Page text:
On of my favorite blogs on the entire internet is Spoon Facts (spoonfacts.blogspot.com), a tribute to the most spectacular and comfortable of all pastimes: spooning! My dear friend and author of this blog, however, hasn’t posted in a looong time, and so hopefully this next expression of love for (platonic) spooning and Lil’ Spoon will inspire her to write more, and soon!
In college we’re at the age where hormones are raging and we’re all yearning for some human contact. Obviously. No one can deny this. We can, however, deny our most carnal of urges and just go for the luvverly platonic stuff. Namely, spooning! Spooning is the most fantastic way to tell someone that you’re there for them. My hall is full of spoon-addicts– if asked, “if you were a utensil, which would you be?”, we would probably all answer, “well, our most favorite curved soup-and-ice-cream compliment, of course!” and all cuddle together in our proverbial silverware drawer. We love each other, and it’s probably because of how much we spoon. I know things about my hallmates that most people at our school don’t know– one girl always worries if she’s smothering you with her hair, and if you even mention being a little spoon to one of the guys he’ll lecture you on how he always has to be the big spoon, or else. A hall adoptee used to wear Polo Black for our late-night snuggs sessions, and another one always loves to hold your hand, whether it be a normal hand-grasp or warlocking (refer to Spoon Facts if this reference is lost on you). In short, spooning brings people together. And reading about it is highly entertaining. Come back, Lil’ Spoon!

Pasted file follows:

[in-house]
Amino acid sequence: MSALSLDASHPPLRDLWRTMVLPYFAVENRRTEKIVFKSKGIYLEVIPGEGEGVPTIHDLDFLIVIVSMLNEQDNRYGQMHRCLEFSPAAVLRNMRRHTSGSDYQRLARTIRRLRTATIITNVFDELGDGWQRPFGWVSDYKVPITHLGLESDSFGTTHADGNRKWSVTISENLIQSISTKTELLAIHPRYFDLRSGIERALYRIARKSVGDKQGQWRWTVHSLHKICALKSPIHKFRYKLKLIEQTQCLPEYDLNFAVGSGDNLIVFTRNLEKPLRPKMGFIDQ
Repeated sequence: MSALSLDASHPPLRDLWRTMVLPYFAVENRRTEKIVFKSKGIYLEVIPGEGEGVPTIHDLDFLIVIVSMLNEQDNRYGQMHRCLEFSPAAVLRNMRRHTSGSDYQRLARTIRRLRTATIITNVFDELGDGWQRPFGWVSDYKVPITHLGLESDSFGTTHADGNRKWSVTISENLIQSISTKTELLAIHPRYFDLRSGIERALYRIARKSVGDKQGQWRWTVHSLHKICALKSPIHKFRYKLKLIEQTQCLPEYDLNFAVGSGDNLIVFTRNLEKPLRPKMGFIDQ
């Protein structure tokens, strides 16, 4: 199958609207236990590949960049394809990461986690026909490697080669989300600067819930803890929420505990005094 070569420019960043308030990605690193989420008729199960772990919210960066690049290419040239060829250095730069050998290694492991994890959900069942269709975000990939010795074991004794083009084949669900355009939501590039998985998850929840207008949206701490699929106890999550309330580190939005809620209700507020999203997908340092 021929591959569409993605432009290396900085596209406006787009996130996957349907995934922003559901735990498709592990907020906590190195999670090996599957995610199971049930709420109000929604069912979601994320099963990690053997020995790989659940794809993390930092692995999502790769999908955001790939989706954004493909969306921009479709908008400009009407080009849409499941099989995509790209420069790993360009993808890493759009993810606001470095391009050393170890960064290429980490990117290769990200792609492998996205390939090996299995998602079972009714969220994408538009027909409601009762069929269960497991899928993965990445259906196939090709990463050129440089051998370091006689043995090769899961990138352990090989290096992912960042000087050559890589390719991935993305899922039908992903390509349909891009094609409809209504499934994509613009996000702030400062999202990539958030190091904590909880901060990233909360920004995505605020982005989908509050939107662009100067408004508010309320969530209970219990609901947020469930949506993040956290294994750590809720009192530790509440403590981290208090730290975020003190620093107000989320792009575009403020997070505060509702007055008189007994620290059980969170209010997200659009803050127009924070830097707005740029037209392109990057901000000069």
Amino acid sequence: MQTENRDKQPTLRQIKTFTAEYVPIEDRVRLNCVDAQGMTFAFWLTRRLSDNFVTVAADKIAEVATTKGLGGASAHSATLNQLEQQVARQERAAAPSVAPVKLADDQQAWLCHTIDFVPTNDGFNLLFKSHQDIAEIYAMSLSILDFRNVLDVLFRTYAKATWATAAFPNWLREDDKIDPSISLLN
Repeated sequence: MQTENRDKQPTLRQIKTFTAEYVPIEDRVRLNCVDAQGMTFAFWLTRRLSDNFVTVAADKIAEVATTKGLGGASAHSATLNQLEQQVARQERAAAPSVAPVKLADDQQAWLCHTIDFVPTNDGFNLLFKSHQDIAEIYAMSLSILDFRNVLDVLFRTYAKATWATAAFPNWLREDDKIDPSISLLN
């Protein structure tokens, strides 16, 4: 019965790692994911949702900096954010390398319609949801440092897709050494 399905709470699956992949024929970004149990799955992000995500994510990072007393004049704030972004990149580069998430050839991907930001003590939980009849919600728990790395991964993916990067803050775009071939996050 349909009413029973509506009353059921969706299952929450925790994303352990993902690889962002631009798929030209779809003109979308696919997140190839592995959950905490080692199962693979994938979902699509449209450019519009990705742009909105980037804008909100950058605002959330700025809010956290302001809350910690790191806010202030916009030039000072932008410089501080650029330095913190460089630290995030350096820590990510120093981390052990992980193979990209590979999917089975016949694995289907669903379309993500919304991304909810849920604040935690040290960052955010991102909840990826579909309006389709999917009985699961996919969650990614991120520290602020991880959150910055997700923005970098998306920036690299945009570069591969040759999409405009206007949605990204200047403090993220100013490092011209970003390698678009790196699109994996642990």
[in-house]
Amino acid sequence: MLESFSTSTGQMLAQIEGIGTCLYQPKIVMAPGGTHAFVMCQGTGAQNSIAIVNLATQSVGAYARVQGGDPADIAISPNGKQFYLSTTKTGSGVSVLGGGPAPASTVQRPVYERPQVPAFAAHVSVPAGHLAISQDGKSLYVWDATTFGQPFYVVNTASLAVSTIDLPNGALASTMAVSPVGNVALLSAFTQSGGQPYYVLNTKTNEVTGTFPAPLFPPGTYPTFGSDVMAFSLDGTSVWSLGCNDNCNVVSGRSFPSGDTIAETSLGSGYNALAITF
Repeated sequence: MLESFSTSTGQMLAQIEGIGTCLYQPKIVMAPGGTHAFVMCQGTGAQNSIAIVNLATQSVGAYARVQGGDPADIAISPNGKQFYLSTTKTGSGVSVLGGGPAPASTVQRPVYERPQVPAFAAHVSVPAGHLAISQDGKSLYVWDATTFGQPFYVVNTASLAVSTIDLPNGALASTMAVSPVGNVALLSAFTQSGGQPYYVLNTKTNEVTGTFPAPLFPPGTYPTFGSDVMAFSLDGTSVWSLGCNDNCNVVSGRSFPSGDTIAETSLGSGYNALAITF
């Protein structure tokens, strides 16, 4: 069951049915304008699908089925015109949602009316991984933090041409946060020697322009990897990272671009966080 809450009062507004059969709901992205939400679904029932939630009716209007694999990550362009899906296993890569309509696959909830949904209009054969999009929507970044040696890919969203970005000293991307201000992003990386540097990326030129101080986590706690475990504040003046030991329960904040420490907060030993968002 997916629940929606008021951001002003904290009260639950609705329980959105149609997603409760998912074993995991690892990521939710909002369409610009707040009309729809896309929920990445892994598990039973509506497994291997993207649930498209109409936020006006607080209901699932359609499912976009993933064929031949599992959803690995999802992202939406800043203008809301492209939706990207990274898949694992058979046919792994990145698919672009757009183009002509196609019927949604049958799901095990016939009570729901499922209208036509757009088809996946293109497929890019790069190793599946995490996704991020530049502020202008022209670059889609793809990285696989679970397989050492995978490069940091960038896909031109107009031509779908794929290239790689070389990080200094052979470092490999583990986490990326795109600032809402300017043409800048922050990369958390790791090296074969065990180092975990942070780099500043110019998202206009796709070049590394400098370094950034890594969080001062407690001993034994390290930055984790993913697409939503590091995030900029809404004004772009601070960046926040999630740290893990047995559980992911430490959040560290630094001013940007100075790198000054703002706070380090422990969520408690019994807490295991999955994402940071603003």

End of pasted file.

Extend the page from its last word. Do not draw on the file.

And because trying to segue from spooning to jumping around in mud with rain boots is giving me a headache, I’m just going to jump right in (er… no puddle pun intended?). We’ve been getting a lot of rain in this part of the country recently, so a couple of days ago the nearby canal oozed– nay, galloped– into the surrounding landscape. My dad and I went for a walk near a ranger station we thought would be far enough away from the canal to avoid most of the flooding– we wanted to dam up engorged streams but not have to squelch through miles of murk– but ended up in the thick of it! The canal expanded about a mile past its borders and filled the slight valley we had planned to peruse. It was pretty wonderful, actually. We found a wooden walkway that had floated off its supports and was just hanging out in the water and followed it to its end. It was so exciting because there was nothing under it but water, so as we walked on it it sank a bit, and looked really sweet when we jumped on it and the water shot through the gaps between the planks. We spent the rest of the day unplugging streams of collected leaves and started trudging home when the sun set… all in all, a wonderful way to break up the ho-hum days.